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The 15 most destructive hurricanes since 1950

Hurricane Patricia Seen From Space

Those who have survived a powerful hurricane know the storms have an enormous human toll. CNN producer Kim Segal reported seeing extreme conditions when she entered the New Orleans Morial Convention Center in the wake of Hurricane Katrina in 2005. “It was chaos. There was nobody there, nobody in charge. And there was nobody giving even water…We saw…people dying in front of you,” Segal said.

Although hurricanes hit U.S. soil nearly every year (with as many as eight within a calendar year), those who do not experience their wrath may be unaware of exactly how terrifyingly powerful and destructive a hurricane can be.

The National Oceanic and Atmospheric Administration (NOAA) defines a hurricane as “an intense tropical weather system with a well defined circulation and maximum sustained winds of 74 mph (64 knots) or higher.” In 1950, NOAA began the now-famous naming convention of tropical cyclones; and in 1971 the National Hurricane Center developed the Saffir-Simpson Hurricane Scale to classify hurricanes based on wind speed, as a way to estimate likely property damage. Hurricanes range from Category 1 (at least 74 mph) to Category 5 (at least 156 mph).

FindTheData found looked at every hurricane that made landfall in the U.S. since the naming convention began in 1950. The FindTheData team then found the total cost of damages for each hurricane, as reported by NOAA. The cost of damages was then adjusted for inflation to 2015 USD and sorted to find the 30 most destructive hurricanes. Hurricanes are a serious force of nature that cause billions of dollars of damage annually. Some may think living along the southeast coast of the U.S. is full of sunshine and leisure, but the rewards do not come without their risks.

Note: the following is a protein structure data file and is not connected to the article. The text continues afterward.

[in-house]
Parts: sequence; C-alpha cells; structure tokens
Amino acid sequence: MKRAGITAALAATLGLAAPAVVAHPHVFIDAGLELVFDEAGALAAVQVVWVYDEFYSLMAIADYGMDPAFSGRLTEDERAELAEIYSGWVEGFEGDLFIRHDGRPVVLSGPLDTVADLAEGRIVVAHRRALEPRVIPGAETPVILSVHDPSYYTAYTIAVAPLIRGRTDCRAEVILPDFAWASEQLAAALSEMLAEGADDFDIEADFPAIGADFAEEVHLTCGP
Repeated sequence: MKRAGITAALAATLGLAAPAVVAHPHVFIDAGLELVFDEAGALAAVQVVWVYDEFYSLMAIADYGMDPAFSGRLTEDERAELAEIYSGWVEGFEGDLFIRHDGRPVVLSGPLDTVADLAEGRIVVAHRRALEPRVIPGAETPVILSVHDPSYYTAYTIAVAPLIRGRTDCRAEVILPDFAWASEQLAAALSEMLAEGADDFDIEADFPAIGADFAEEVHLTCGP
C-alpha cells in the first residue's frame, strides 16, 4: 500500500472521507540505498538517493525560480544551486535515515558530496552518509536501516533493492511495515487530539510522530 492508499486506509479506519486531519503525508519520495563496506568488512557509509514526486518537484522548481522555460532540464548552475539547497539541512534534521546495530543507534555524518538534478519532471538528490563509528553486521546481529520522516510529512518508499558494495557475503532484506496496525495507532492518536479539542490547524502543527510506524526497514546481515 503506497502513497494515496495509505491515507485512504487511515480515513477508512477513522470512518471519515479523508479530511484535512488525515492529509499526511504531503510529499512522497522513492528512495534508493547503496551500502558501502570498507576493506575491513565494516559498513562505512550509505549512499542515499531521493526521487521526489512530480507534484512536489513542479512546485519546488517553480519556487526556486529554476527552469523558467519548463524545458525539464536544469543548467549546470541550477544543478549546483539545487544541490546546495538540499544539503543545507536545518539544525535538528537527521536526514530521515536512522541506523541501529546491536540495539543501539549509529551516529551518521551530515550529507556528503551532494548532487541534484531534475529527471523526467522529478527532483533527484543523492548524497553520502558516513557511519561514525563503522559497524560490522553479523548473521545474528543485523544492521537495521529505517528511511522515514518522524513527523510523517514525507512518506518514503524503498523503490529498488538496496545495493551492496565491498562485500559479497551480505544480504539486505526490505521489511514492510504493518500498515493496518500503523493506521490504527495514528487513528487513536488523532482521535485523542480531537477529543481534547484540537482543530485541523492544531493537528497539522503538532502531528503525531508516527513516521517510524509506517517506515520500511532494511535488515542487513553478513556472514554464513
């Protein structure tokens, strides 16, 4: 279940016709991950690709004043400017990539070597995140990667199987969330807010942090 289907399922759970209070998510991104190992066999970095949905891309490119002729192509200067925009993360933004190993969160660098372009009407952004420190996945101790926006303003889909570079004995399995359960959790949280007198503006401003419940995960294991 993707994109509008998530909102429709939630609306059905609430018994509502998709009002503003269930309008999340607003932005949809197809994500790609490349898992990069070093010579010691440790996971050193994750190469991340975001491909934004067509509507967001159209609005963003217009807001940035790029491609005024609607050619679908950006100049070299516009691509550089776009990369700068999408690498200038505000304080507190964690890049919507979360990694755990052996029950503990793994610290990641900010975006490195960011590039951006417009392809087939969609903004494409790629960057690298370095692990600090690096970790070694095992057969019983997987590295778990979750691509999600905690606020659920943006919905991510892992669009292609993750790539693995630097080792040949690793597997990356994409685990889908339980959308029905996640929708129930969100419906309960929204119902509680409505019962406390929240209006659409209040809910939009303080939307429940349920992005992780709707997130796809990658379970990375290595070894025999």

#15. Hurricane Floyd – September, 1999

 

Inflation-Adjusted Cost of Damages: $9,813,000,000
Total Deaths: 87
Category at U.S. Landfall: 2

Hurricane Floyd struck the Bahamas as a Category 4 storm. The winds died down as Floyd hit Florida, but the torrential rains soaked the entire southeastern U.S. Entire towns in North Carolina went underwater, and 51 people died in that state alone.

#14. Hurricane Betsy – September, 1965

 

Inflation-Adjusted Cost of Damages: $10,681,000,000
Total Deaths: 81
Category at U.S. Landfall: 3

Hurricane Betsy was one of the largest hurricanes ever to hit the U.S. According to Hurricane Science, “Hurricane Betsy was the first hurricane to accrue damages over $1 billion, and was thus nicknamed “Billion Dollar Betsy.'”

#13. Hurricane Agnes – June, 1972

 

Inflation-Adjusted Cost of Damages: $11,904,000,000
Total Deaths: 128
Category at U.S. Landfall: 1

Although Hurricane Agnes was only a Category 1 storm when it hit Panama City, Fla., heavy flooding in N.Y. and Pa., destroyed numerous buildings and crops. Hurricane Agnes was the first Category 1 hurricane to have its name retired.

#12. Hurricane Frances – September, 2004

 

Inflation-Adjusted Cost of Damages: $12,355,000,000
Total Deaths: 50
Category at U.S. Landfall: 2

Hurricane Frances occurred in September 2004, just before Hurricane Jeanne touched down in Haiti. Florida felt the worst effects from Frances. Gov. Jeb Bush declared a state of emergency and Kennedy Space Center, as well as Disney World, shut down. Millions of acres of citrus crops were ruined, resulting in billions of dollars worth of damage.

#11. Hurricane Georges – September, 1998

 

Inflation-Adjusted Cost of Damages: $14,129,000,000
Total Deaths: 604
Category at U.S. Landfall: 2

Hurricane Georges hit seven different countries: Antigua and Barbuda, St. Kitts and Nevis, Haiti, the Dominican Republic, Cuba, the United States and Puerto Rico. The Dominican Republic suffered the most damage as thousands of crops were destroyed and 380 Dominicans lost their lives.

#10. Hurricane Rita – September, 2005

 

Inflation-Adjusted Cost of Damages: $14,559,000,000
Total Deaths: 125